After an amendment by the Pennsylvania House of Representatives, that chamber passed Senate Bill 1200 on December 12, 2001. The version of Senate Bill 1200 that passed the House had a total population deviation of nineteen persons.*fn2 It also maintained two minority-majority districts in the Philadelphia area, created one open seat in the southeastern part of the Commonwealth and paired two Democratic incumbents in the same district. One Democratic incumbent was paired against one Republican incumbent.
The Senate refused to concur in the amendments to Senate Bill 1200 offered by the House of Representatives. A Conference Committee was appointed and a plan was eventually devised that contained a nineteen person deviation. This Conference Committee Report on Senate Bill 1200 was passed by the Senate on January 3, 2002 and by the House of Representatives later the same day. It was signed into law on January 7, 2002.
In its final form, Act 1 created nineteen congressional districts with a total population deviation of nineteen. Although Act 1 did maintain two "minority-majority" districts in Philadelphia, it created three districts in which six incumbent congressman would have to run for re-election against each other. Of these pairings, two of the districts required Democratic congressmen to run against each other and one district required an incumbent Democratic representative to run against an incumbent Republican representative. These pairings of incumbent congressman permitted the creation of an open congressional district in the southeastern part of the Commonwealth. In contrast to its treatment of Democratic incumbents, no Republican congressmen are forced to run against each other.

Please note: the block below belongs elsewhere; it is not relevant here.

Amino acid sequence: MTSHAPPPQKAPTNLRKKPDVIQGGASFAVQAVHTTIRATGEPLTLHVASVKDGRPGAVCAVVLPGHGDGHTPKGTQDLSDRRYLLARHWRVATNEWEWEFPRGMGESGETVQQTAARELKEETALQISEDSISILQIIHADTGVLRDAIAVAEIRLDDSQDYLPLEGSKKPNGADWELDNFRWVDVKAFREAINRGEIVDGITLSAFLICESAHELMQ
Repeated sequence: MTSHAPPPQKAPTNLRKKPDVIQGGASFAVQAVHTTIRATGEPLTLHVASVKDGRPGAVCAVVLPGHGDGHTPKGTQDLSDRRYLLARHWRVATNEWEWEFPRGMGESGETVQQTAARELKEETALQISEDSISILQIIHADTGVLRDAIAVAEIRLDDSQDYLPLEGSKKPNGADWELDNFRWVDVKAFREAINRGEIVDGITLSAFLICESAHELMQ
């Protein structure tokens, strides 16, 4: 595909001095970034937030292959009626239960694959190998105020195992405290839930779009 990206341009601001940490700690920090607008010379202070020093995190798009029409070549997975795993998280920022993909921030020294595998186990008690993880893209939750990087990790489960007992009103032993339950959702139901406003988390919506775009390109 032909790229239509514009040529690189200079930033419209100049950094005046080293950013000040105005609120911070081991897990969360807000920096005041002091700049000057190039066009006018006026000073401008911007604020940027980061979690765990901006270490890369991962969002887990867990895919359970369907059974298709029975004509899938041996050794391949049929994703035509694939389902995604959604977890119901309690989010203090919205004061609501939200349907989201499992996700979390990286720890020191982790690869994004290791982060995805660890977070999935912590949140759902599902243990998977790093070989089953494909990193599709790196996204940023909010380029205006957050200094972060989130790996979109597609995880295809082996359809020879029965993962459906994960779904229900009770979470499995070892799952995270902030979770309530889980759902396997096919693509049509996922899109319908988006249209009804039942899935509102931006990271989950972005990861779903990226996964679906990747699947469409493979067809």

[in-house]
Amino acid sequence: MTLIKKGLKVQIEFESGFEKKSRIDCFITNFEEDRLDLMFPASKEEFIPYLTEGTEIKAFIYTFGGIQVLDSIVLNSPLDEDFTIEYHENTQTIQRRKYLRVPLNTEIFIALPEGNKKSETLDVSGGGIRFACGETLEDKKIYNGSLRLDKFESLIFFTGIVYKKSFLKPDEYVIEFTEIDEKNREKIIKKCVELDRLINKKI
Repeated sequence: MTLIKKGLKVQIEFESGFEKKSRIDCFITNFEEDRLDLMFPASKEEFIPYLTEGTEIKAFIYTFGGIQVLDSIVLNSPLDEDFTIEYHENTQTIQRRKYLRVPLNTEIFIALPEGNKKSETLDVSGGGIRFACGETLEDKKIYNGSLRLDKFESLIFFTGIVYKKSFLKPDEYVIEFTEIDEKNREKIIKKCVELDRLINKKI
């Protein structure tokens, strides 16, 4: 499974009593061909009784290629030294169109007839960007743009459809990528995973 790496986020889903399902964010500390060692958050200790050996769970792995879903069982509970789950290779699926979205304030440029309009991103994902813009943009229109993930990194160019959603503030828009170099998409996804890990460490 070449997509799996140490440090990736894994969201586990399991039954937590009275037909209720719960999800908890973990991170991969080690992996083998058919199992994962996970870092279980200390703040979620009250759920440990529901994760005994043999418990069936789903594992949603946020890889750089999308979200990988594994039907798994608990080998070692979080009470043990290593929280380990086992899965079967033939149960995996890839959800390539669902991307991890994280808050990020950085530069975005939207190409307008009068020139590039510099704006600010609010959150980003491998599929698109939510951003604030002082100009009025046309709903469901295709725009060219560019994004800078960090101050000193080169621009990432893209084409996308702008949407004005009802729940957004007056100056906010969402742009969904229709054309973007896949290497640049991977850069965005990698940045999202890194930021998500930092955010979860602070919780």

Moreover, Act 1 splits eighty-four local governments, including twenty-five counties, fifty-nine cities, boroughs or townships, as well as forty-one wards. It also splits six voting precincts.
II. Analysis